Nothing too sophisticated, and I might not even use it, but might as well throw it on since it’s cheap and I have GPIO pins to spare.

Expansion Port

Here I’ll just add a header with access to every unused GPIO pin, ground, and 3.3 volt power supply. This will allow me to add one or two more devices without having to make a new board. I still haven’t decided how the machine knows a can has been inserted.

Through hole parts

Lets keep things easy to assemble, and more importantly make it easier to modify a board if needed. I can handle the bigger SMT parts just fine on assembly, but often the first draft of a board will have one or two minor problems. Nice big holes on the board will make it easier to jury rig fixes.

Basic non-design

For now this is simple. In a final product I’ll want:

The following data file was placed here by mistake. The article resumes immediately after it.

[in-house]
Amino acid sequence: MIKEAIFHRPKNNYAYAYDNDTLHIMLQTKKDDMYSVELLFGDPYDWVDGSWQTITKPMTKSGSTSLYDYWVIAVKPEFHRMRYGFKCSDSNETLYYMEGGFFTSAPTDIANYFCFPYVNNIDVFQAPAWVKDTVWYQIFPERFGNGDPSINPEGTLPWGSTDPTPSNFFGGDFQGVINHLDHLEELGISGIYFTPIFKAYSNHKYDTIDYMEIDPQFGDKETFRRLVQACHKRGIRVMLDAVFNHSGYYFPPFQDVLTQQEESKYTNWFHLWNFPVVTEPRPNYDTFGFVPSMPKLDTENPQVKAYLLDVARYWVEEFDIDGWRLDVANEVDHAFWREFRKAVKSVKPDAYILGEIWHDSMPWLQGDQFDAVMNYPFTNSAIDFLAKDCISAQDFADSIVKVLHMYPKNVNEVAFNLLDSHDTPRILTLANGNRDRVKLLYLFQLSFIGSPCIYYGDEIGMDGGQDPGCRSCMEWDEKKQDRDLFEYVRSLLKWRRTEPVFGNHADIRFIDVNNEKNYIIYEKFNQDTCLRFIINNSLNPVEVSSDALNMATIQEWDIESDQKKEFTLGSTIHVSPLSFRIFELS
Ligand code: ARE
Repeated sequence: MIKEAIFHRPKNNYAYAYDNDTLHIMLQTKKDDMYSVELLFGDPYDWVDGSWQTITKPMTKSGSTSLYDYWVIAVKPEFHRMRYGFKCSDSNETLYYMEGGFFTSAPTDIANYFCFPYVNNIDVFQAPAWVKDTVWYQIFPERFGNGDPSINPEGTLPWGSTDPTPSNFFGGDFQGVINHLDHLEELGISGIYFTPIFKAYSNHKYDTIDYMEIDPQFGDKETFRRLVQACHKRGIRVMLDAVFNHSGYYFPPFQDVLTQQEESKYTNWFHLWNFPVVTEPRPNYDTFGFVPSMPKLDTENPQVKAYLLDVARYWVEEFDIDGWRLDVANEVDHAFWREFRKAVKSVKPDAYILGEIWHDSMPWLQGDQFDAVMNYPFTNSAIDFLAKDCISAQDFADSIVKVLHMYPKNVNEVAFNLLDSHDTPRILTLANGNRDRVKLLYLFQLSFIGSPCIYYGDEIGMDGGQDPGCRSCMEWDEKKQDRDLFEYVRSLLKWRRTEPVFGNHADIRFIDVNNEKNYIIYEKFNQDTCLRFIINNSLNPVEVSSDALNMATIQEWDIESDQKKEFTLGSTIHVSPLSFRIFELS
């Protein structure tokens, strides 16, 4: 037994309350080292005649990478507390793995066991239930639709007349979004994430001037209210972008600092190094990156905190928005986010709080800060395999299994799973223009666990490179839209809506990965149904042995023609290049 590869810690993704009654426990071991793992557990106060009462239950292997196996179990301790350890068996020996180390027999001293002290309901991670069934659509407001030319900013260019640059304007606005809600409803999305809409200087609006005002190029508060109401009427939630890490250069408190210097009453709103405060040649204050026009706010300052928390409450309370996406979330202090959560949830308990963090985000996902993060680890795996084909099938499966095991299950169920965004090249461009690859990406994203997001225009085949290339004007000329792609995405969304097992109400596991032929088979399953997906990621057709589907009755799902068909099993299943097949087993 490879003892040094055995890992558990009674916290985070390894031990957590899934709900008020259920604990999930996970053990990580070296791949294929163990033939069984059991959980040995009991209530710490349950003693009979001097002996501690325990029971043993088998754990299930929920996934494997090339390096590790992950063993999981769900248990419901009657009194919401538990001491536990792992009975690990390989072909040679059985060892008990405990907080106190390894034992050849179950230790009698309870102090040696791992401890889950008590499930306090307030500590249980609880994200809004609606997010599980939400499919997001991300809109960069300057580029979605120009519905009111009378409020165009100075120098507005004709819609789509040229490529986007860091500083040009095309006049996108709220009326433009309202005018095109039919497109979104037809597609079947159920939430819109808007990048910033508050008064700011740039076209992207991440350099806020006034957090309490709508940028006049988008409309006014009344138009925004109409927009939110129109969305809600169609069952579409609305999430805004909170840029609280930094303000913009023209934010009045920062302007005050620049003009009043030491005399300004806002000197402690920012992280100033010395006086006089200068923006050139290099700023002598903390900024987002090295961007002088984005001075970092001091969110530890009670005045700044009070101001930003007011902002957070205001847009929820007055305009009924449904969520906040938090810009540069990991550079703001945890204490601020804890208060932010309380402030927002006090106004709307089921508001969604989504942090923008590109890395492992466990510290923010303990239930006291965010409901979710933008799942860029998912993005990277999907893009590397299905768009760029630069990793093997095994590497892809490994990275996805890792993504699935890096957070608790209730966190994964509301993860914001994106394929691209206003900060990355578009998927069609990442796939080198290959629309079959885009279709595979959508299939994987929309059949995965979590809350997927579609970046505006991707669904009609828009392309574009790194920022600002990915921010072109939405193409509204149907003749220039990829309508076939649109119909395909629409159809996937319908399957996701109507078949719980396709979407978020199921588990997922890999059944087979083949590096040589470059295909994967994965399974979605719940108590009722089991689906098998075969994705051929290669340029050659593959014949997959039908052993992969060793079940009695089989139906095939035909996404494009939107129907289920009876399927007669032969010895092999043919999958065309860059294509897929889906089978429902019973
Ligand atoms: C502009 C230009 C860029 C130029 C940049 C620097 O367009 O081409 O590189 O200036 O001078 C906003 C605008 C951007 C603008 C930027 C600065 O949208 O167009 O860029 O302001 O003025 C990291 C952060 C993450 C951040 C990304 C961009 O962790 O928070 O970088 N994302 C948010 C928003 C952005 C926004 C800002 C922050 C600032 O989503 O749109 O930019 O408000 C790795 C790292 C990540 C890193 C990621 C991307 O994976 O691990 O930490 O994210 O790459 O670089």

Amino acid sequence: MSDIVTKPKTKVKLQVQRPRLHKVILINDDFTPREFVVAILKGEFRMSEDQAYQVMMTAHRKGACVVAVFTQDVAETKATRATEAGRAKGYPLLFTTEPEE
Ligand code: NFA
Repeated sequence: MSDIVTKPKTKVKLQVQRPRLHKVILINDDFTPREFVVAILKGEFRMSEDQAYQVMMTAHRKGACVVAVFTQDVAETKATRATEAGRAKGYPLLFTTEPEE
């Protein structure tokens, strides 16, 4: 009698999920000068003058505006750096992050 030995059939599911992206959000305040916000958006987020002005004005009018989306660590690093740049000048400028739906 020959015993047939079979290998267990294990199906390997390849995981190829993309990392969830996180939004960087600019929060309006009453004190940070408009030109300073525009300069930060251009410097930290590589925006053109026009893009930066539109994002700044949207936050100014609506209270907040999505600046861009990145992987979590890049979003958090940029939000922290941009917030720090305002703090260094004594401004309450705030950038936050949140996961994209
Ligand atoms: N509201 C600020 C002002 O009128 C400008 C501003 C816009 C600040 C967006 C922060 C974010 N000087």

1. A buck converter to take 12 Volts to 4-5 volts to power the Pico directly. But I don’t know what chip I want to use so I’ll hold off.

  2. A reverse polarity protection diode. This protects the board With a mis-wired power supply.

  3. Capacitors, capacitors, capacitors? We should problably have a decoupling capacitor on the power supply. I’ve noticed 3d printer boards that take these stepper boards all have pretty big decpoupling capacitors as well. I need to review datasheets, do math, look at best practices etc, to pick the right ones.

  4. A hard power switch.

I’ll deal with all that later.

From Idea to PCB

Getting a physical PCB made is surprisingly easy and affordable. There are manufacturers that get as low as $2-3 dollars for multiple copies of a simple circuit board. The shipping often costs more than the actual boards if you’re trying to get them quickly. If you’re a hobbyist and can wait a few weeks, there’s always the slow boat from China Post.